This analysis was originally posted by Audit Analytics.
Audit Analytics offers a suite of data products covering public companies listed on European exchanges across 31 countries in the EEA and Switzerland, which includes comprehensive databases of Audit Fees, Audit Opinions, Auditor Changes, Auditor Engagements, Key Audit Matters, and Transparency Reports. We currently track over 8,000 companies and more than 1,000 auditors.
We are excited to announce the addition of historical data back to 2010 for European Audit Fees and Audit Opinions. To kickoff 2020, we will be publishing a blog series, Decade of Data, highlighting this historical data in the following weeks.
In this post, we provide a closer look at the different Audit Analytics Europe databases and what they offer.
Audit Fees – Powered by a decade of data
Audit fees are an important component when tracking the audit market. This disclosure allows financial statement users to easily identify who audits who, in addition to the amount firms were compensated for their services.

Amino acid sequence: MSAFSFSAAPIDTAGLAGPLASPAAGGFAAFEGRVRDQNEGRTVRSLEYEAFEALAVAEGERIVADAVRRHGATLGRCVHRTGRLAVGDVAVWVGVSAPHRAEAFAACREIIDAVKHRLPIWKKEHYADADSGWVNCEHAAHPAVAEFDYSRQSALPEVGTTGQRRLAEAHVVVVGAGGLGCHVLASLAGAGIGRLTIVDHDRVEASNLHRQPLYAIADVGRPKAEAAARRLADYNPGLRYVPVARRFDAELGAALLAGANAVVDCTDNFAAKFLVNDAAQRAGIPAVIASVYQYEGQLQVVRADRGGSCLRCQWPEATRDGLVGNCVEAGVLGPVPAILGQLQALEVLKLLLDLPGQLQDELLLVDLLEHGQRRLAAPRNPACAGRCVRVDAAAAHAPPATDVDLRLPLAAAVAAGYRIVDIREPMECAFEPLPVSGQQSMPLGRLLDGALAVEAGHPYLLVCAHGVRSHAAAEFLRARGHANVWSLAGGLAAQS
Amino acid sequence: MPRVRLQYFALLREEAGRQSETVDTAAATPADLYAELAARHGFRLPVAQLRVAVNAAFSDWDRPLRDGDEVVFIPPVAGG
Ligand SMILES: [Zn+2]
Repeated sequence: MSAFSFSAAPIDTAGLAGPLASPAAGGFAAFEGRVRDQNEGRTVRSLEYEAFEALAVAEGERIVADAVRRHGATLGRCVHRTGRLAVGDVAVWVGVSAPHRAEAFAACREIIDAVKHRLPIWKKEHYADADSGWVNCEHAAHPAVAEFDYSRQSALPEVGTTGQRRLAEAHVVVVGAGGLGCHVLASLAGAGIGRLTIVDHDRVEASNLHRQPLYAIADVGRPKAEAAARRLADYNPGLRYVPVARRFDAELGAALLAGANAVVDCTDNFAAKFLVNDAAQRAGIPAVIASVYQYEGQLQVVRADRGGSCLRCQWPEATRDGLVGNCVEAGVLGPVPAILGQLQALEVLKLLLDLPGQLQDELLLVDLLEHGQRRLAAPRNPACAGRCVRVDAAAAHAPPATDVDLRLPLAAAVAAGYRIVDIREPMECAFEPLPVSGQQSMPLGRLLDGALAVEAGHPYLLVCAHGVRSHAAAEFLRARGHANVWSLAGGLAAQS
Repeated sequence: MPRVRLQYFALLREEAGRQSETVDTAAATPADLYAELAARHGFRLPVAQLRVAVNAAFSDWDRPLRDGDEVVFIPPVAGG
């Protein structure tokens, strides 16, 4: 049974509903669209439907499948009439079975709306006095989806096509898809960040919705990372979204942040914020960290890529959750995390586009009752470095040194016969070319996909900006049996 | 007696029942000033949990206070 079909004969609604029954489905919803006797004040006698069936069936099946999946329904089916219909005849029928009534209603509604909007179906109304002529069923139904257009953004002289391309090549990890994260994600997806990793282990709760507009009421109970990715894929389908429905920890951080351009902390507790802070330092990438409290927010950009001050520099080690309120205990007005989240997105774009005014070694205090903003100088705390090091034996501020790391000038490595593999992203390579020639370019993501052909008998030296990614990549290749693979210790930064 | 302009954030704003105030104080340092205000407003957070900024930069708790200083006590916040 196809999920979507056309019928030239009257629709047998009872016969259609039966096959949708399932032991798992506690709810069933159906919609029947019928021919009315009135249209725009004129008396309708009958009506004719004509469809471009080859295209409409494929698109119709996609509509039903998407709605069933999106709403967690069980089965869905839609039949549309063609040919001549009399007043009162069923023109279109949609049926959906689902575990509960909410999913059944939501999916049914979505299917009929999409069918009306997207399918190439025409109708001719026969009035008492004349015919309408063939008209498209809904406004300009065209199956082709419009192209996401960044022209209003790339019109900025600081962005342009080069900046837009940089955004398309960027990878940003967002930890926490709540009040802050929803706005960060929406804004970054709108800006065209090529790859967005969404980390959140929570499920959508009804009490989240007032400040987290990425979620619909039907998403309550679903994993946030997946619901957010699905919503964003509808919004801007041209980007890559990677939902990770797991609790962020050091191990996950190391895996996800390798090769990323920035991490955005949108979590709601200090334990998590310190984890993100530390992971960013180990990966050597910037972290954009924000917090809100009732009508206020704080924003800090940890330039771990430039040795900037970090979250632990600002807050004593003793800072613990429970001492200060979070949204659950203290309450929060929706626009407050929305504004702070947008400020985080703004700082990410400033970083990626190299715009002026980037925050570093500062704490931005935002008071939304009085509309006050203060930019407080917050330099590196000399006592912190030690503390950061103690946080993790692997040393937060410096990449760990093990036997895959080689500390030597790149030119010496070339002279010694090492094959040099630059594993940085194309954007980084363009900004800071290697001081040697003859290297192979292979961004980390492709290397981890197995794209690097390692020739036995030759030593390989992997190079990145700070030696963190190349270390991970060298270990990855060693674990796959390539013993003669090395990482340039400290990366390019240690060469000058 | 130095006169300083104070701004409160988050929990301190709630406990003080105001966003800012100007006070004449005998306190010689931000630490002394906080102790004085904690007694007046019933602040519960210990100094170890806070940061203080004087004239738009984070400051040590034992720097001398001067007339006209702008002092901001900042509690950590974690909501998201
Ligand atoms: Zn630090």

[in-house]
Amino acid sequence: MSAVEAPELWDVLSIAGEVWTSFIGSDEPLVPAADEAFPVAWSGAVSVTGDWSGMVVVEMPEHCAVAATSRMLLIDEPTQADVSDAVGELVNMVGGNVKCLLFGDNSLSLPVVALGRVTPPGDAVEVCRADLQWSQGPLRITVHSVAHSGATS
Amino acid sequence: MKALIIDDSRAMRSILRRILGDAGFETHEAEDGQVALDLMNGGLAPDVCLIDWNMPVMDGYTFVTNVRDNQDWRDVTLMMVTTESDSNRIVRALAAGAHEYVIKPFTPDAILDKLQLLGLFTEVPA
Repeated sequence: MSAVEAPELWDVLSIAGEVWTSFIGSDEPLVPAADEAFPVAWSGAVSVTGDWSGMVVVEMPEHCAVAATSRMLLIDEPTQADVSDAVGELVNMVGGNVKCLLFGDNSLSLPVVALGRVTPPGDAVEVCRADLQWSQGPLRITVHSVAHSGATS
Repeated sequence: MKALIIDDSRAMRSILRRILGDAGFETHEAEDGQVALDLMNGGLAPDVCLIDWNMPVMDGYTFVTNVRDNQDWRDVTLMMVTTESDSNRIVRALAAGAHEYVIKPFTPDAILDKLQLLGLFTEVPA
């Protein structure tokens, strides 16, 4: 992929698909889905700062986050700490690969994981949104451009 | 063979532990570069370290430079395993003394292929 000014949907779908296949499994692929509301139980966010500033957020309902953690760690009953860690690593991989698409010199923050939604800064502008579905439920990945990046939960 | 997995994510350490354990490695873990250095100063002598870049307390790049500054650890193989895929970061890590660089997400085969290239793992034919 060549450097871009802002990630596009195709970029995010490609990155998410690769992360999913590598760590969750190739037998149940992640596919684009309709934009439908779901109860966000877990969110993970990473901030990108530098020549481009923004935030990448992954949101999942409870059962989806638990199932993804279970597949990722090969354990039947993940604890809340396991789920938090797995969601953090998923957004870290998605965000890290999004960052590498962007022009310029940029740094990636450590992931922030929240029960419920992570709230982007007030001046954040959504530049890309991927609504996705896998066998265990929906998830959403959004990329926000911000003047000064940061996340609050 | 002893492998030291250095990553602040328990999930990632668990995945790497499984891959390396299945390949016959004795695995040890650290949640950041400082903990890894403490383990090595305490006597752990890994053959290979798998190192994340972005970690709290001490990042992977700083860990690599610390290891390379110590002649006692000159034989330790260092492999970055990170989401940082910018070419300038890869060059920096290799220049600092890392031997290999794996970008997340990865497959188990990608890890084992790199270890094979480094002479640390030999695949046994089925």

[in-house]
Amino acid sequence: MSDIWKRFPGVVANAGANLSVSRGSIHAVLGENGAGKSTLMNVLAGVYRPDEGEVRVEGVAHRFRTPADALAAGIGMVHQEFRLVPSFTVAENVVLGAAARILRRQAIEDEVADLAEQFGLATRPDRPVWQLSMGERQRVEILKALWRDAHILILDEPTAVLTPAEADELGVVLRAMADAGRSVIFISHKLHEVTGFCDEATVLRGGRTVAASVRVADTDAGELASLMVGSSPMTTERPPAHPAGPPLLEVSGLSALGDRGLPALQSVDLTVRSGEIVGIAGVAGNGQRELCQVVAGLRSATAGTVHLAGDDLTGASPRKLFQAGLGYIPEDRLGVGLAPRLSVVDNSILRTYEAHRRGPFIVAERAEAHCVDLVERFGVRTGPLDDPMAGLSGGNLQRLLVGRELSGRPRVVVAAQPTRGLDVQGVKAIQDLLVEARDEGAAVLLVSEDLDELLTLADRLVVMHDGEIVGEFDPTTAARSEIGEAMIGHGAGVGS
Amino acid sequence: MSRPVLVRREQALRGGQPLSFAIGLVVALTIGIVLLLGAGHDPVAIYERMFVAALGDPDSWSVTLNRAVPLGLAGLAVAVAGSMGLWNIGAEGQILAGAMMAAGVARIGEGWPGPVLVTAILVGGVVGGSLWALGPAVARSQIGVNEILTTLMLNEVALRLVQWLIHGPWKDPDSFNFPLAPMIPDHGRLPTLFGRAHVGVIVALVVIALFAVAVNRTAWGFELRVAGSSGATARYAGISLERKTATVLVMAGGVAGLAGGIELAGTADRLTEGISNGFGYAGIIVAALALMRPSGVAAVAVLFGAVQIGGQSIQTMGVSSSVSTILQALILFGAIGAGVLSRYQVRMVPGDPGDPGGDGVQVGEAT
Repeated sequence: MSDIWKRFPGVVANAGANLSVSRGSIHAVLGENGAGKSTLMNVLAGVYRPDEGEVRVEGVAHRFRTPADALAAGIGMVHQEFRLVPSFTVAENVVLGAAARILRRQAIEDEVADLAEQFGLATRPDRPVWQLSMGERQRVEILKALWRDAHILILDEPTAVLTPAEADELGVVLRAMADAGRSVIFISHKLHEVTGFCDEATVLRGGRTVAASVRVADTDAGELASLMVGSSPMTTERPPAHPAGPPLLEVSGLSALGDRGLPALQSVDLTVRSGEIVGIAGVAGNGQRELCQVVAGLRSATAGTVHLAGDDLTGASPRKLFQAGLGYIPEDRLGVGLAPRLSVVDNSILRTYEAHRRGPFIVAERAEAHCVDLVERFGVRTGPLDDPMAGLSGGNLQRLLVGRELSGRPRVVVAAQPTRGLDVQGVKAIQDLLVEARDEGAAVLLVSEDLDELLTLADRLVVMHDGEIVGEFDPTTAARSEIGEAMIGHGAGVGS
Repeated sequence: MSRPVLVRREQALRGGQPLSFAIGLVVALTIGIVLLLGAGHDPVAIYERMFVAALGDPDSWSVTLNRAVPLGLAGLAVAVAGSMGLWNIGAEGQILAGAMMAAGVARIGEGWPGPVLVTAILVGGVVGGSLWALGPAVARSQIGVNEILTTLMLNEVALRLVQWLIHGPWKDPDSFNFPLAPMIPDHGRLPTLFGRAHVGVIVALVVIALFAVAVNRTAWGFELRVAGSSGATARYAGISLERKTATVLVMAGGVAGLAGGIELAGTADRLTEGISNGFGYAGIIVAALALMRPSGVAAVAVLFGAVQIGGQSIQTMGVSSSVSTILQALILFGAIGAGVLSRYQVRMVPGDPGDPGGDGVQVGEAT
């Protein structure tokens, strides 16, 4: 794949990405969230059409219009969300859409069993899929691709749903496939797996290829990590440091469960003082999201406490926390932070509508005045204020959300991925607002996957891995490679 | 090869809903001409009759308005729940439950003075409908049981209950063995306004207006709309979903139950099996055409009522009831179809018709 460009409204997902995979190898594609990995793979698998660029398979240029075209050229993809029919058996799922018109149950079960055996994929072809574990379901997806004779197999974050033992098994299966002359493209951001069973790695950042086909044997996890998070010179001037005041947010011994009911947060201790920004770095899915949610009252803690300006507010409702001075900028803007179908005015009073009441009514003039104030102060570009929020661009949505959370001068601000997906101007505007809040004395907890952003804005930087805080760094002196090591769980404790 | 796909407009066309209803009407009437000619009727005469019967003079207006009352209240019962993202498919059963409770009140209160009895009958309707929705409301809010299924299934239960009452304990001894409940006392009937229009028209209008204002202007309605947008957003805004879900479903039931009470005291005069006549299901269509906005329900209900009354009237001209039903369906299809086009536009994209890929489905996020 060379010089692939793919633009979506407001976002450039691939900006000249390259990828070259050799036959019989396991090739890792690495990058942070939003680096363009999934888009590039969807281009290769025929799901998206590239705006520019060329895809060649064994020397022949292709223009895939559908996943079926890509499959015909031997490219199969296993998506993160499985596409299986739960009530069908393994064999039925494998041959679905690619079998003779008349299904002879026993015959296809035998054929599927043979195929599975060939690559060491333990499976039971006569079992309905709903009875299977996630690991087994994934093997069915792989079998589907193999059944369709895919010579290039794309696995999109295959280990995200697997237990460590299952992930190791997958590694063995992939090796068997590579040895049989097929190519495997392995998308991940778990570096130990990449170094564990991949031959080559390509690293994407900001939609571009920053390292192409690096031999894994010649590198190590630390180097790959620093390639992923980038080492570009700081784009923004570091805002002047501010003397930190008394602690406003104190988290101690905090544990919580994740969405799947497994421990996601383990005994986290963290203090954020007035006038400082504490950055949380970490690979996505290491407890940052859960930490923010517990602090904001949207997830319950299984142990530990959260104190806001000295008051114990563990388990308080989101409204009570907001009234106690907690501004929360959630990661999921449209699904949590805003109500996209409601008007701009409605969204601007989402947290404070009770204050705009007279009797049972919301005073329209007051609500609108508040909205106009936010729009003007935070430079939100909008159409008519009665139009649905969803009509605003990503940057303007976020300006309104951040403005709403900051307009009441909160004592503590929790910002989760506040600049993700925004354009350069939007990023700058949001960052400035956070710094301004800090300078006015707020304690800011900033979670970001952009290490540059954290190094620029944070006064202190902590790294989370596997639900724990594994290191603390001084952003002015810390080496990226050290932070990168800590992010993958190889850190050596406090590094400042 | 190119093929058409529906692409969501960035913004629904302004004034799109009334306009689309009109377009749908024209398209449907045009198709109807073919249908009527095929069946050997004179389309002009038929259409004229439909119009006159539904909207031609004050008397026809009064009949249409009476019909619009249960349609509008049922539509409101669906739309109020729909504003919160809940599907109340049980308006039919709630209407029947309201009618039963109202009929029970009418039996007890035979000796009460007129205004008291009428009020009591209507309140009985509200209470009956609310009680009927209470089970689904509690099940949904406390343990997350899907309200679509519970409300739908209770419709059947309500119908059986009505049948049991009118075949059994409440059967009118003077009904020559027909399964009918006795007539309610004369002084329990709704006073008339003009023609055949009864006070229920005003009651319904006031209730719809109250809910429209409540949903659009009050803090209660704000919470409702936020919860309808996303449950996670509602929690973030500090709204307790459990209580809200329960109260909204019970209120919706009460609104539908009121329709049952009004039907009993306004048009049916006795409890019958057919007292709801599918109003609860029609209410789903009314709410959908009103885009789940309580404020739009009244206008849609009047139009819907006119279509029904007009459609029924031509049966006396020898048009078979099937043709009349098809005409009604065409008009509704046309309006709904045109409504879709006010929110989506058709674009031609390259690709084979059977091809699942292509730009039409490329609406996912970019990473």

An analysis of audit fee disclosures can also provide unique insight into auditor market share. For example, looking at audit fees paid by LSE-listed companies in 2018, the Big Four firms accounted for over 98% of the cumulative audit fees, while the remaining 1.9% of fees was shared among 31 other firms – illustrating the heavy market concentration of the Big Four for LSE-listed companies.
The Audit Analytics Europe Audit Fees database contains audit, audit related, tax, and other fees paid to the independent auditor, and currently has over 73,000 audit fee records from more than 8,000 companies, dating back to 2010.